- Proust: qui suis-je?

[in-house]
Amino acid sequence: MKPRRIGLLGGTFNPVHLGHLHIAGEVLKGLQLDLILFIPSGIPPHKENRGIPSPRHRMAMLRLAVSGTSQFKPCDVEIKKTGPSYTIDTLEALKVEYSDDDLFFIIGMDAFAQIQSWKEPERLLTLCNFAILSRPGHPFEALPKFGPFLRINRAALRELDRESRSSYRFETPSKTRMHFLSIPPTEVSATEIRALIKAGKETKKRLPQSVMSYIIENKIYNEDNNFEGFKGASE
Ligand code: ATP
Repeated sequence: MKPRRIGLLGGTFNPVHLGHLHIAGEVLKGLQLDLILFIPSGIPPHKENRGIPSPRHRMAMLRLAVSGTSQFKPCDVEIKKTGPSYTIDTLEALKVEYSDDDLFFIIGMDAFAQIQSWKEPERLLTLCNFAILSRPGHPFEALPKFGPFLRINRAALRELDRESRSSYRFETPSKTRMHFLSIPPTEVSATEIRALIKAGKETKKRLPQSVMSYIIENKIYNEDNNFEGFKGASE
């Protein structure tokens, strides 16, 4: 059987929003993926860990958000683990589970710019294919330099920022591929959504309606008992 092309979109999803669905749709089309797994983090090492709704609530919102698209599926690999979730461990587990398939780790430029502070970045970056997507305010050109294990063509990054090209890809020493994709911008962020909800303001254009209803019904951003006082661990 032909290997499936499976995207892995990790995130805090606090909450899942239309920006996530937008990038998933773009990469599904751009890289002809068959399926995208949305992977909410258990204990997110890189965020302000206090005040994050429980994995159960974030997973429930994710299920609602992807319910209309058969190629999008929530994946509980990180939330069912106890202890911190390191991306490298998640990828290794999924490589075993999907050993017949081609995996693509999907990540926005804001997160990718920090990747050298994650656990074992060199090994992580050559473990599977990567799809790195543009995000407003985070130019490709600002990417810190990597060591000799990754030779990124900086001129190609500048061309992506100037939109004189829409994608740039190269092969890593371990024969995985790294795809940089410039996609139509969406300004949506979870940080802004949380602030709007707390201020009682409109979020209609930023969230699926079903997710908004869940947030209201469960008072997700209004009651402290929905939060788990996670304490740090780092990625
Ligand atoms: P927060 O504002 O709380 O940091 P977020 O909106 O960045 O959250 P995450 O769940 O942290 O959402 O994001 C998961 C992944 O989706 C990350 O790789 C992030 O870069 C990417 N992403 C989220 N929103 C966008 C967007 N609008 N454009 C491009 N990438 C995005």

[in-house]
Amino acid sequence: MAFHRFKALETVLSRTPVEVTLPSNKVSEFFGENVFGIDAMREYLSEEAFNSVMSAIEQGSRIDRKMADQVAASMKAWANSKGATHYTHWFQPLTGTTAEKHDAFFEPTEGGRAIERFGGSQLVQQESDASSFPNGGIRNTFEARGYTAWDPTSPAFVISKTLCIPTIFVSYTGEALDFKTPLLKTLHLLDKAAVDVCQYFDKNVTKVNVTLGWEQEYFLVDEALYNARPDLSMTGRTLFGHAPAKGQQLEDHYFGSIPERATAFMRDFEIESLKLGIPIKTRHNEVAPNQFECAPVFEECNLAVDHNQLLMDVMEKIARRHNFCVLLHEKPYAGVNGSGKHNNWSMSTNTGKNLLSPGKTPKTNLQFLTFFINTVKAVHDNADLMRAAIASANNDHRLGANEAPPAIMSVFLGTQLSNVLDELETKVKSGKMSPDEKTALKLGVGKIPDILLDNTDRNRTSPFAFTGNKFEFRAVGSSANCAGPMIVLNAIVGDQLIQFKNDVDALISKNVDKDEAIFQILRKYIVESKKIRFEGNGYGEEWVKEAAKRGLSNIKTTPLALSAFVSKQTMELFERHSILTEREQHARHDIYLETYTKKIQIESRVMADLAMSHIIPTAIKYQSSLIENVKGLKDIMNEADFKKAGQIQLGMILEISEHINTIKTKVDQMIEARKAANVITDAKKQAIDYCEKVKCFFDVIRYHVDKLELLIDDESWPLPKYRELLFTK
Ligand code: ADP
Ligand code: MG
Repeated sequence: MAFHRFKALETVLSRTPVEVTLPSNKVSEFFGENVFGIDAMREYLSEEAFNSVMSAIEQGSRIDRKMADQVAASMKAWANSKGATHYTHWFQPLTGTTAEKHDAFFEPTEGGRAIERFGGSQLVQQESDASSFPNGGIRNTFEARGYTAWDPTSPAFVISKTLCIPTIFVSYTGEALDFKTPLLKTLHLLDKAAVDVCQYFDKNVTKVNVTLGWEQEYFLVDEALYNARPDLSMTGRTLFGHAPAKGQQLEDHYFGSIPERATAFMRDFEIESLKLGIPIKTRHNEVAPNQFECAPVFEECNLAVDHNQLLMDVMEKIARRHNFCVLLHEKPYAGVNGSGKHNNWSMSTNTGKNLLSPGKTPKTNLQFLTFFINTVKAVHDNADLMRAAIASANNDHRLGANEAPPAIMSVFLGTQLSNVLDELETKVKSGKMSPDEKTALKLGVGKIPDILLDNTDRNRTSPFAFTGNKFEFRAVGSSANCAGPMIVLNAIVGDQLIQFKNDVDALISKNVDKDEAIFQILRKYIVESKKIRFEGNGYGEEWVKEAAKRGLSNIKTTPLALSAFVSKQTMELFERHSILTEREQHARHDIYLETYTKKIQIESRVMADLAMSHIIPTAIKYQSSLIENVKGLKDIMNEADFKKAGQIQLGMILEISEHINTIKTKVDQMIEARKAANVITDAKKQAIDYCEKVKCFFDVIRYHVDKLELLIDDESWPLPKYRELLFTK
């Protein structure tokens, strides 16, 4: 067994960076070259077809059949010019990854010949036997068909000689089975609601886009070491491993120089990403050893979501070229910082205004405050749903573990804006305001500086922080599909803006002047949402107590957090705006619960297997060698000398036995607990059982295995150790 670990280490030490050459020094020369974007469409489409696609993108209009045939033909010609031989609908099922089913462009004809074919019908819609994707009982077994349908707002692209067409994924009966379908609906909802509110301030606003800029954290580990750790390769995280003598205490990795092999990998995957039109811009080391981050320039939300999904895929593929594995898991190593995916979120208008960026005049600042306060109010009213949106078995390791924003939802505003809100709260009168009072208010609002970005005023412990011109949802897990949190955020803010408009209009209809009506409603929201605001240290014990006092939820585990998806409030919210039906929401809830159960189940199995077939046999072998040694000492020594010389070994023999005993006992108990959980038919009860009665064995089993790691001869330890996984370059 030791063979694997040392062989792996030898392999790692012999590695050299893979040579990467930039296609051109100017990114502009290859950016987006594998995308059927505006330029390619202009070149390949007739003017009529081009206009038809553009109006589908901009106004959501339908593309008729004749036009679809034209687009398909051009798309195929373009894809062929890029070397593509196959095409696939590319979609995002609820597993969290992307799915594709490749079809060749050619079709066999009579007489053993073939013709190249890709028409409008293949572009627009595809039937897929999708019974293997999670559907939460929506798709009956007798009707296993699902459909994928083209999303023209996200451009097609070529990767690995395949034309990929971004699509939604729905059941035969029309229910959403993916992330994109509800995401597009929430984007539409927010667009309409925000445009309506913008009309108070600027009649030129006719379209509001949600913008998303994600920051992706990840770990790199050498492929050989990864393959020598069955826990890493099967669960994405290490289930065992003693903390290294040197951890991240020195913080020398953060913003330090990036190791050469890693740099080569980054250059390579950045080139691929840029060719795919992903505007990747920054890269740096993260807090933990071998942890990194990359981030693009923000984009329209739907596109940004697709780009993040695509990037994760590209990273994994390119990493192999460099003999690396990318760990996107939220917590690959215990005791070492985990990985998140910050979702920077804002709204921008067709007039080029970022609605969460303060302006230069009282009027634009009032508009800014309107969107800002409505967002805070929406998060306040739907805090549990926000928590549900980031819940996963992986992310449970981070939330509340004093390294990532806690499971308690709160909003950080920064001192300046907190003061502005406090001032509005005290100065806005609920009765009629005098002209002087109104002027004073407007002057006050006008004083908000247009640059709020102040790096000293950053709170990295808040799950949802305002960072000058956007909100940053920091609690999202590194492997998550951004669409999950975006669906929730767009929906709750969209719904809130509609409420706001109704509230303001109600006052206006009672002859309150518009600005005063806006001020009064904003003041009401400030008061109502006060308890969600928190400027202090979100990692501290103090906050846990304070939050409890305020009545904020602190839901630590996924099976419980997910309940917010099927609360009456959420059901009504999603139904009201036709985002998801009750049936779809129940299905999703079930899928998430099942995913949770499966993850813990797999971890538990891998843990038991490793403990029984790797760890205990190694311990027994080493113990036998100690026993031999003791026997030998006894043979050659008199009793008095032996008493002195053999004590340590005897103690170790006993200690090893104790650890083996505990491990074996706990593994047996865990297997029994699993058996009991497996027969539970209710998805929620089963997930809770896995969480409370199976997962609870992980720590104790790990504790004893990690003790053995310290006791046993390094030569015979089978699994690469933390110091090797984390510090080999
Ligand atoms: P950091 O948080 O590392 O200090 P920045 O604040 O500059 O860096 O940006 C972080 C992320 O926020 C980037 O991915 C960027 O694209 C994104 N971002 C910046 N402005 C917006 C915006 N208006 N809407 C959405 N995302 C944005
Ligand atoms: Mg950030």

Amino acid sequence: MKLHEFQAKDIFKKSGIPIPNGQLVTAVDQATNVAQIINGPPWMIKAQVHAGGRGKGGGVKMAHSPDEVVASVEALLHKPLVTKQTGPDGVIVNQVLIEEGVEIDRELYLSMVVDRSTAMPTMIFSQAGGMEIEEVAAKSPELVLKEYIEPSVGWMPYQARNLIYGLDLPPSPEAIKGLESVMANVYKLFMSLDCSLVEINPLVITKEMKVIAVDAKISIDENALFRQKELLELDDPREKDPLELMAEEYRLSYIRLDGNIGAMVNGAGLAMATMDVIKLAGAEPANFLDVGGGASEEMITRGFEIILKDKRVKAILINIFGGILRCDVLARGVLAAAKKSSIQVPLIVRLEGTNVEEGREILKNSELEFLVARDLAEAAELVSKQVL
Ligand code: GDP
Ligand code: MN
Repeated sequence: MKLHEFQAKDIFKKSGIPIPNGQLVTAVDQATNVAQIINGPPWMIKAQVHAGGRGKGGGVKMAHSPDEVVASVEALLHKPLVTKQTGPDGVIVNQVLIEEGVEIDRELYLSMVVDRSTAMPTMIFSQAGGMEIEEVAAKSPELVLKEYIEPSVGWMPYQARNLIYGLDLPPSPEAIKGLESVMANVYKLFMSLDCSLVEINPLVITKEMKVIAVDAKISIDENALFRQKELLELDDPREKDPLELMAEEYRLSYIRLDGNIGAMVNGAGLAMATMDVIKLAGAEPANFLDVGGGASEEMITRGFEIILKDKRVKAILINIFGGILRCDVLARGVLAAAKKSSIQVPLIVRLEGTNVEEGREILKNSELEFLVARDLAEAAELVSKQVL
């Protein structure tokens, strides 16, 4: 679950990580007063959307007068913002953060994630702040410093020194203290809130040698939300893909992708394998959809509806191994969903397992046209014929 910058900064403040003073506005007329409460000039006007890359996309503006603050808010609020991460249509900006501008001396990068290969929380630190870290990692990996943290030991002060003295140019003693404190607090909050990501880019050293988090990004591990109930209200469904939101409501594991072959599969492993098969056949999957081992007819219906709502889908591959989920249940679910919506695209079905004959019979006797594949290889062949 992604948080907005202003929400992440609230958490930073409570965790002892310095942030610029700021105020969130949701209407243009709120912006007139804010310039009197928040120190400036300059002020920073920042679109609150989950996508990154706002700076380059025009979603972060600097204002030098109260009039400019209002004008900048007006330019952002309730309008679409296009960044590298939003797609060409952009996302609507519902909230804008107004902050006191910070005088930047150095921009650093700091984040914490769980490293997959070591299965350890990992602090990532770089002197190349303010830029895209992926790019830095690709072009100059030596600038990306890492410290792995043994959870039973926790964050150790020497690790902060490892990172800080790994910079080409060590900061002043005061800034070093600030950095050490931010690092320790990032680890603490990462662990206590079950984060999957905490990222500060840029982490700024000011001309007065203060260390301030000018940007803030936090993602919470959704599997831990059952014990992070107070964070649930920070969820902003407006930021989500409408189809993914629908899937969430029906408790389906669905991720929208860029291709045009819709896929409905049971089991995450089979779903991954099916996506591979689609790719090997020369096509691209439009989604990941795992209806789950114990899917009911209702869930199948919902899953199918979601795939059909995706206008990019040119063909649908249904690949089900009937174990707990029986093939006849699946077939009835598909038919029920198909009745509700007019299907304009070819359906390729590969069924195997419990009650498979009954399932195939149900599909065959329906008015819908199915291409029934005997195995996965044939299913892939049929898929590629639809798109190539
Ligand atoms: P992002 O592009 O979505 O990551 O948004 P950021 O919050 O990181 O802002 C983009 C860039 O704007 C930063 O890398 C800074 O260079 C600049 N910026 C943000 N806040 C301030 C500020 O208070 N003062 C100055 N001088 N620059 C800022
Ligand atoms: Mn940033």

This book is intended to provide a brief introduction to the life and work of Marcel Proust. It goes about its task with grace and charm. Quite a lot is known about Proust's life, of course: Jean-Yves Tadie's and William C. Carter's monumental biographies have made sure of that, not to mention André Maurois's early study and Edmund White's elegant little book. The author summarizes the content of Proust's works, from the 'écrits de jeunesse' to the Recherche, and describes what was happening in the author's life at the time of writing. Very little of the book is given over to literary criticism, and where such criticism is attempted, it is perhaps a bit flat. At times the narrative shows a Sainte-Beuvian innocence: it is suggested, for example, that Proust's 'roman est riche et complexe, mais seulement dans le sens où la vie est riche et complexe' (pp. 8-9). While the import of the 'étude astrologique de Marcel Proust' on the final pages is unclear, the chapter on the 'posterité de Proust' contains some entertaining sound bites regarding Proust's reception and influence (Celine: 'C'est le dernier écrivain de notre génération, quoi', p. 111), and some useful and surprising information about the languages into which his masterpiece has been translated (Arabic, Armenian, Chinese, for example). While this book will not rival the work of Tadié, Maurois, or White for literary sophistication, it will be of use both to French secondary-school students and to young undergraduates in need of a straightforward, lucid introduction to a notoriously difficult writer.